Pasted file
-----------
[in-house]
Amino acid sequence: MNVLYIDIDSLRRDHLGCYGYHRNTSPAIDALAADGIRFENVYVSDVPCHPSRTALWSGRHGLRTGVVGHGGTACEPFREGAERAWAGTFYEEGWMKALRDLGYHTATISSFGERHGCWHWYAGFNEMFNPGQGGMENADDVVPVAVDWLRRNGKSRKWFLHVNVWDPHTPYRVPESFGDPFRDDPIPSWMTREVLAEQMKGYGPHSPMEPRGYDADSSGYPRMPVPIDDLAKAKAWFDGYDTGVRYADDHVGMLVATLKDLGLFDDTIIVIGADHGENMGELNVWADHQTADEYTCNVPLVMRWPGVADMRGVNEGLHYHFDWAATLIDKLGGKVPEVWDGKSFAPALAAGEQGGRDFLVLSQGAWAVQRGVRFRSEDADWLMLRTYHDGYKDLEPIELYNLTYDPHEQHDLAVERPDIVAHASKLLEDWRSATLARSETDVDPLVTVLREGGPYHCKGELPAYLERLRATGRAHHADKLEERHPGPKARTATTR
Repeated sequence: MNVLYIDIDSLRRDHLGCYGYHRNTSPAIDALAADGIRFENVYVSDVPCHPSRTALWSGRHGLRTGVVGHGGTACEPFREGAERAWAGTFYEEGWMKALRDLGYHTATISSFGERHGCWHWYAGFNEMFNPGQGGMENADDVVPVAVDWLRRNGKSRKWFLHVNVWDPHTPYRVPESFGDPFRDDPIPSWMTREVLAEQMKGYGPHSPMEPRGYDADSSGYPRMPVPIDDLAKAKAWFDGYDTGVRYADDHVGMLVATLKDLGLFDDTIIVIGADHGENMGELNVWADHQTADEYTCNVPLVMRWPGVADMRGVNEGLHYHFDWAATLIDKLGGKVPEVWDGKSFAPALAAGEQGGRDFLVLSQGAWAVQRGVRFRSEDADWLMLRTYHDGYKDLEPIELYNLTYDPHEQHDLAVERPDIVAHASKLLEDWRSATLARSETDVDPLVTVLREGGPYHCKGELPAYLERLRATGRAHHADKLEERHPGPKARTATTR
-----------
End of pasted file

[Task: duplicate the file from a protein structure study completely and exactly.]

[in-house]
Amino acid sequence: MNVLYIDIDSLRRDHLGCYGYHRNTSPAIDALAADGIRFENVYVSDVPCHPSRTALWSGRHGLRTGVVGHGGTACEPFREGAERAWAGTFYEEGWMKALRDLGYHTATISSFGERHGCWHWYAGFNEMFNPGQGGMENADDVVPVAVDWLRRNGKSRKWFLHVNVWDPHTPYRVPESFGDPFRDDPIPSWMTREVLAEQMKGYGPHSPMEPRGYDADSSGYPRMPVPIDDLAKAKAWFDGYDTGVRYADDHVGMLVATLKDLGLFDDTIIVIGADHGENMGELNVWADHQTADEYTCNVPLVMRWPGVADMRGVNEGLHYHFDWAATLIDKLGGKVPEVWDGKSFAPALAAGEQGGRDFLVLSQGAWAVQRGVRFRSEDADWLMLRTYHDGYKDLEPIELYNLTYDPHEQHDLAVERPDIVAHASKLLEDWRSATLARSETDVDPLVTVLREGGPYHCKGELPAYLERLRATGRAHHADKLEERHPGPKARTATTR
Repeated sequence: MNVLYIDIDSLRRDHLGCYGYHRNTSPAIDALAADGIRFENVYVSDVPCHPSRTALWSGRHGLRTGVVGHGGTACEPFREGAERAWAGTFYEEGWMKALRDLGYHTATISSFGERHGCWHWYAGFNEMFNPGQGGMENADDVVPVAVDWLRRNGKSRKWFLHVNVWDPHTPYRVPESFGDPFRDDPIPSWMTREVLAEQMKGYGPHSPMEPRGYDADSSGYPRMPVPIDDLAKAKAWFDGYDTGVRYADDHVGMLVATLKDLGLFDDTIIVIGADHGENMGELNVWADHQTADEYTCNVPLVMRWPGVADMRGVNEGLHYHFDWAATLIDKLGGKVPEVWDGKSFAPALAAGEQGGRDFLVLSQGAWAVQRGVRFRSEDADWLMLRTYHDGYKDLEPIELYNLTYDPHEQHDLAVERPDIVAHASKLLEDWRSATLARSETDVDPLVTVLREGGPYHCKGELPAYLERLRATGRAHHADKLEERHPGPKARTATTR